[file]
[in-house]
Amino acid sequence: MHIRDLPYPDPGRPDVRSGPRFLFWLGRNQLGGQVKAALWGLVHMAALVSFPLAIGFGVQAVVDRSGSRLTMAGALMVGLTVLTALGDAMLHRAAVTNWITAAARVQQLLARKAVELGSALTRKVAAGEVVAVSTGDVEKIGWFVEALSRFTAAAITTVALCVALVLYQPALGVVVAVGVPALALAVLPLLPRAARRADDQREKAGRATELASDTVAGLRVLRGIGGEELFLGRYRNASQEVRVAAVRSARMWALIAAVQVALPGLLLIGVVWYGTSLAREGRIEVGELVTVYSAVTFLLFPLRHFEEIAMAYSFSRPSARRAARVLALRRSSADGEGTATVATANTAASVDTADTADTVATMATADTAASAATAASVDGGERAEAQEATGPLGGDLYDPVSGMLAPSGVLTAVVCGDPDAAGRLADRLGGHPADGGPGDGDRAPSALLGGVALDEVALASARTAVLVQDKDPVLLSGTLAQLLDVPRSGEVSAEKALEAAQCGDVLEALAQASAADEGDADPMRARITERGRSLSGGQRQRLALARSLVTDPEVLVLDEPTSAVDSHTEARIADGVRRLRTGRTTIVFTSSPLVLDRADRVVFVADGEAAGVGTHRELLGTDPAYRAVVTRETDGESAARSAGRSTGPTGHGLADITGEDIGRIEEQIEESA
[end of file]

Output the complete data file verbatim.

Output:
[in-house]
Amino acid sequence: MHIRDLPYPDPGRPDVRSGPRFLFWLGRNQLGGQVKAALWGLVHMAALVSFPLAIGFGVQAVVDRSGSRLTMAGALMVGLTVLTALGDAMLHRAAVTNWITAAARVQQLLARKAVELGSALTRKVAAGEVVAVSTGDVEKIGWFVEALSRFTAAAITTVALCVALVLYQPALGVVVAVGVPALALAVLPLLPRAARRADDQREKAGRATELASDTVAGLRVLRGIGGEELFLGRYRNASQEVRVAAVRSARMWALIAAVQVALPGLLLIGVVWYGTSLAREGRIEVGELVTVYSAVTFLLFPLRHFEEIAMAYSFSRPSARRAARVLALRRSSADGEGTATVATANTAASVDTADTADTVATMATADTAASAATAASVDGGERAEAQEATGPLGGDLYDPVSGMLAPSGVLTAVVCGDPDAAGRLADRLGGHPADGGPGDGDRAPSALLGGVALDEVALASARTAVLVQDKDPVLLSGTLAQLLDVPRSGEVSAEKALEAAQCGDVLEALAQASAADEGDADPMRARITERGRSLSGGQRQRLALARSLVTDPEVLVLDEPTSAVDSHTEARIADGVRRLRTGRTTIVFTSSPLVLDRADRVVFVADGEAAGVGTHRELLGTDPAYRAVVTRETDGESAARSAGRSTGPTGHGLADITGEDIGRIEEQIEESA